A Republican lawmaker in Arizona has defended GOP-sponsored legislation to restrict ballot access as a means to protect “the quality of votes” and arguing that “everybody shouldn’t be voting” as Republicans in at least 43 states introduce dozens of bills to curb voting rights, compelled by spurious fraud claims and election conspiracy theories in the wake of 2020 elections and disproportionately impacting Black voters.
Arizona state Rep John Kavanagh, who chairs the state legislature’s Government and Elections Committee, told CNN that Democrats are “willing to risk fraud” by expanding voter access, and that “Republicans are more concerned about fraud, so we don’t mind putting security measures in that won’t let everybody vote – but everybody shouldn’t be voting.”
Mr Kavanagh was referencing a measure that could purge thousands of people from a list of voters who automatically receive popular mail-in ballots during elections. Arizona lawmakers are considering roughly two dozen other bills.
The absentee voter list was created with bipartisan support in 2007 and enrols more than 3 million voters, who have cast roughly 80 per cent of the state’s votes in recent elections.
Mr Kavanagh also suggested that Democrats’ voter registration and ballot collection drives can “greatly influence the outcome of the election” by targeting “uninformed” voters.
“Not everybody wants to vote, and if somebody is uninterested in voting, that probably means that they’re totally uninformed on the issues,” he told CNN. “Quantity is important, but we have to look at the quality of votes, as well.”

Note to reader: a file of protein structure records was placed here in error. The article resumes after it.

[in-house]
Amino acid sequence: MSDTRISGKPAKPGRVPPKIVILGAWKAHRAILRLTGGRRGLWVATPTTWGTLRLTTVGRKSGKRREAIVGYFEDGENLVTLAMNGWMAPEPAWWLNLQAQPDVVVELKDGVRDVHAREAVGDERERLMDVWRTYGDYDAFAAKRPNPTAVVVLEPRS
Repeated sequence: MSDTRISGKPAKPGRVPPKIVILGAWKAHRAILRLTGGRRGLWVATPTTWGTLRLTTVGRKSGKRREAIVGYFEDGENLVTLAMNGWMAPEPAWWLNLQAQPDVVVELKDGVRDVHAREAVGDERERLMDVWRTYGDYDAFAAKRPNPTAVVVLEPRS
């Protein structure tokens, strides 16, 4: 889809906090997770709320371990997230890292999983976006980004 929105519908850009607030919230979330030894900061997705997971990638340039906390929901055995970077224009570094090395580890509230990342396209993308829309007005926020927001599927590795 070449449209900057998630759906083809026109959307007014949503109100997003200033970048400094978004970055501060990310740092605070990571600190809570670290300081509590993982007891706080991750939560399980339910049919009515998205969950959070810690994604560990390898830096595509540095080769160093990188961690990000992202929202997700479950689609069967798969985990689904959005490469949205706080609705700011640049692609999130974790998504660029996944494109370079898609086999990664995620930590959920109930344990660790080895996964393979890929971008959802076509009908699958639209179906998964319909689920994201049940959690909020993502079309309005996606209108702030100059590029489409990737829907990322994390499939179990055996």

In a statement toThe Independent, Mr Kavanagh said: “I believe that everyone legally qualified to vote should vote. However, I recognize that some people are not interested in public policy and do not follow the issues, so they are by choice, uninterested and uninformed. I believe they should be left alone until they decide they want to vote.”
His comments follow remarks from an Arizona Republican Party attorney at the US Supreme Court, where the GOP is challenging a critical element of the Voting Rights Act.
Allowing more people to vote “puts us at a competitive disadvantage relative to Democrats,” he said.
Meanwhile, Republicans in at least 43 state houses have introduced more than 250 bills restricting voting rights, limiting ballot access or adding barriers to voting, from adding restrictive voter ID laws to preventing voters from requesting mail-in ballots after a spike in absentee voting during the coronavirus pandemic.
On 5 March, the House of Representatives passed a sweeping voting rights and government ethics bill that would constitute the single-largest piece of election protection legislation since the passage of the landmark Voting Rights Act, if adopted into law.
If passed into law, the measure would serve as an antidote to the wave of restrictive voting legislation up for debate in state legislatures across the US.
The legislation would enshrine some voting access efforts in place in several states, including automatic voter registration and same-day registration, restore voting rights to formerly incarcerated people and seek to eliminate partisan gerrymandering.
HR 1, or the For The People Act, faces a steep climb in the Senate, where it will need at least 10 Republicans to join all 50 Democrats to meet 60 votes for its passage.
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